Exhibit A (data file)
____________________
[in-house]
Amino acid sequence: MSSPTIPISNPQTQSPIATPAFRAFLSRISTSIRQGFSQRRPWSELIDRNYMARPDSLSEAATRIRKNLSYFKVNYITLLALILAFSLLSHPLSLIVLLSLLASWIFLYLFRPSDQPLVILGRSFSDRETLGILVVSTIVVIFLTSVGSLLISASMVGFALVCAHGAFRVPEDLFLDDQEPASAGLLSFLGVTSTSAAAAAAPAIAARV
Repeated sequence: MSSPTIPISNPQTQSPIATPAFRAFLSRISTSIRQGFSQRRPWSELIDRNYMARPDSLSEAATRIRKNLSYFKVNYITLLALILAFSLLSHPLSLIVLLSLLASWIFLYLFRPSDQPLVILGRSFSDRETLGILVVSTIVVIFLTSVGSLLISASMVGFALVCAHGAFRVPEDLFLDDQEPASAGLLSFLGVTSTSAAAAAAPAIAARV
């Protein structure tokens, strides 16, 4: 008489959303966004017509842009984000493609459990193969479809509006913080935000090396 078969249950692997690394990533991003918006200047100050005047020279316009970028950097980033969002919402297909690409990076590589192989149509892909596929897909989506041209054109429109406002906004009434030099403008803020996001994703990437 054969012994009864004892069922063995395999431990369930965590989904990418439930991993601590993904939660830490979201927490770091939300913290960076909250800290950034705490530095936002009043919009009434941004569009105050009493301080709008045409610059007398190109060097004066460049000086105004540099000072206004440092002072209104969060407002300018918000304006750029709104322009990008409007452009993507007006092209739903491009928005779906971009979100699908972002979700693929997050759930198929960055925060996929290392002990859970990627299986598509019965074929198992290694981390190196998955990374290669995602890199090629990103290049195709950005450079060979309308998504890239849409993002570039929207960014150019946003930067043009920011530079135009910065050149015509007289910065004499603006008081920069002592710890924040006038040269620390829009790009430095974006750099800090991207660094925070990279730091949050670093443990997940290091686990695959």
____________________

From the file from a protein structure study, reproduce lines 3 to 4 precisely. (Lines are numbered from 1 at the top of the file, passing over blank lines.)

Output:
Repeated sequence: MSSPTIPISNPQTQSPIATPAFRAFLSRISTSIRQGFSQRRPWSELIDRNYMARPDSLSEAATRIRKNLSYFKVNYITLLALILAFSLLSHPLSLIVLLSLLASWIFLYLFRPSDQPLVILGRSFSDRETLGILVVSTIVVIFLTSVGSLLISASMVGFALVCAHGAFRVPEDLFLDDQEPASAGLLSFLGVTSTSAAAAAAPAIAARV
């Protein structure tokens, strides 16, 4: 008489959303966004017509842009984000493609459990193969479809509006913080935000090396 078969249950692997690394990533991003918006200047100050005047020279316009970028950097980033969002919402297909690409990076590589192989149509892909596929897909989506041209054109429109406002906004009434030099403008803020996001994703990437 054969012994009864004892069922063995395999431990369930965590989904990418439930991993601590993904939660830490979201927490770091939300913290960076909250800290950034705490530095936002009043919009009434941004569009105050009493301080709008045409610059007398190109060097004066460049000086105004540099000072206004440092002072209104969060407002300018918000304006750029709104322009990008409007452009993507007006092209739903491009928005779906971009979100699908972002979700693929997050759930198929960055925060996929290392002990859970990627299986598509019965074929198992290694981390190196998955990374290669995602890199090629990103290049195709950005450079060979309308998504890239849409993002570039929207960014150019946003930067043009920011530079135009910065050149015509007289910065004499603006008081920069002592710890924040006038040269620390829009790009430095974006750099800090991207660094925070990279730091949050670093443990997940290091686990695959």